Cannabis Ruderalis

Process of making bhang in a Sikh village in Punjab, India. On the Hindu festival of colors called Holi and the Sikh army training day called Holla Mohalla it is a customary addition to some intoxicating drinks.[1]

In Sikhism, some Sikhs particularly of the Nihang community use edible cannabis in a religious context. They make use of Bhang, which is an edible preparation of cannabis made of the leaves and the seeds of the plant.


The first Sikh guru, Guru Nanak, stated that using any mind altering substance (without medical purposes) is a distraction from God. Guru Nanak was offered bhang by the Mughal emperor Babur; Nanak however declined, and recited this shabad:

Fear of Thee, o Lord, is my bhang, and my mind the pouch in which I carry it. Intoxicated with this bhang I have abandoned all interest in worldly concerns.[2]


The Sikhs inherited the tradition of drinking bhang from Hindu culture, and the Sikh holiday Dasehra, in honor of the Third Guru, is celebrated with bhang.[3][4][5][6]

Nihang Sikhs[edit]

In the modern day, bhang consumption (but not smoking) is commonly associated with the Nihang Sikhs, a sect who continue the Sikh warrior tradition, who consume bhang edibles or drinks as sukha or sukhnidhaan.[7][8] Bhang is mostly used in India on the Sikh holidays of Holla Mohalla and Vaisakhi. At many Sikh temples, including Takht Sachkhand Sri Hazur Sahib Ji, the sukhnidhaan is offered as a holy food.[9]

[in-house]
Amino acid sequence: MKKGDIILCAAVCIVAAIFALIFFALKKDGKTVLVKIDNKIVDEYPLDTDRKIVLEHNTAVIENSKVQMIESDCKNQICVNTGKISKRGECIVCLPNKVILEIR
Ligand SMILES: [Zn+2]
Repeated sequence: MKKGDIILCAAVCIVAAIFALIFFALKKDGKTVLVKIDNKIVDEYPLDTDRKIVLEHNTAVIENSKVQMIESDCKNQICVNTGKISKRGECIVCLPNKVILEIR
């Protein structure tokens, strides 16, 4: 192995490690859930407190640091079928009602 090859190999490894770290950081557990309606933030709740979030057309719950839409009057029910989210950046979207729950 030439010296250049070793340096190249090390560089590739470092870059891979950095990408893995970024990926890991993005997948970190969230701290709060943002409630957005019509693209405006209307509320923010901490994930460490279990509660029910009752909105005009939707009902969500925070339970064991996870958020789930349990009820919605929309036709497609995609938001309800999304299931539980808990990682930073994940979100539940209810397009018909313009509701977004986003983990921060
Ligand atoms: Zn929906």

In 2001, Baba Santa Singh, the jathedar of Budha Dal, along with 20 Nihang sect chiefs, refused to accept the ban on the consumption of bhang by the highest Sikh clergy.[10] Baba Santa Singh was excommunicated for a different issue, and replaced with Baba Balbir Singh, who agreed to shun the consumption of bhang.[11]

Some Nihang groups consume cannabis or shaheedi degh (ਭੰਗ), purportedly to help in meditation. Sukhaa-parsaad (ਸੁੱਖਾਪ੍ਰਰਸਾਦ), "dry-sweet", is the term Nihang use to refer to it. It was traditionally crushed and taken as a liquid, especially during festivals like Hola Mohalla.


  1. ^ Ayyagari S (2007). ""Hori Hai": A Festival of Colours!! (review)". Asian Music. Johns Hopkins University Press. 38 (2): 151–153. doi:10.1353/amu.2007.0029. S2CID 192201145.
  2. ^ McLeod (4 March 2004). Sikhs and Sikhism: Comprising Guru Nanak and the Sikh Religion, Early Sikh Tradition, The Evolution of the Sikh Community, Who is a Sikh?. OUP India. pp. 74–75. ISBN 978-0-19-566892-6.
  3. ^ Jeffrey Winterborne (2008). Medical Marijuana Cannabis Cultivation: Trees of Life at the University of London. Pukka Press. pp. 294–. ISBN 978-0-9550112-2-1.
  4. ^ E.L. Abel (29 June 2013). Marihuana: The First Twelve Thousand Years. Springer Science & Business Media. pp. 128–. ISBN 978-1-4899-2189-5.
  5. ^ Hemp Drugs Commission, India (1894). Report, 1893-94. pp. 162–.
  6. ^ Joseph Thackwell (1851). Narrative of the second Sikh war in 1848-49. With a detailed account of the battles of Ramnugger, the passage of the Chenab, Chillianwallah, Goojerat, &c. ... Second edition, revised with additions. Richard Bentley. pp. 181–.
  7. ^ Pashaura Singh; Louis E. Fenech (March 2014). The Oxford Handbook of Sikh Studies. OUP Oxford. pp. 378–. ISBN 978-0-19-969930-8.
  8. ^ Pashaura Singh; Michael Hawley (7 December 2012). Re-imagining South Asian Religions: Essays in Honour of Professors Harold G. Coward and Ronald W. Neufeldt. BRILL. pp. 34–. ISBN 978-90-04-24236-4.
  9. ^ "The 'Sukhnidhaan' or 'Bhang' (cannabis)". Amrit World. Retrieved 19 November 2015.
  10. ^ Nihangs ‘not to accept’ ban on bhang. The Tribune. March 26, 2001.
  11. ^ No ‘bhang’ at Hola Mohalla. The Tribune. March 10, 2001.

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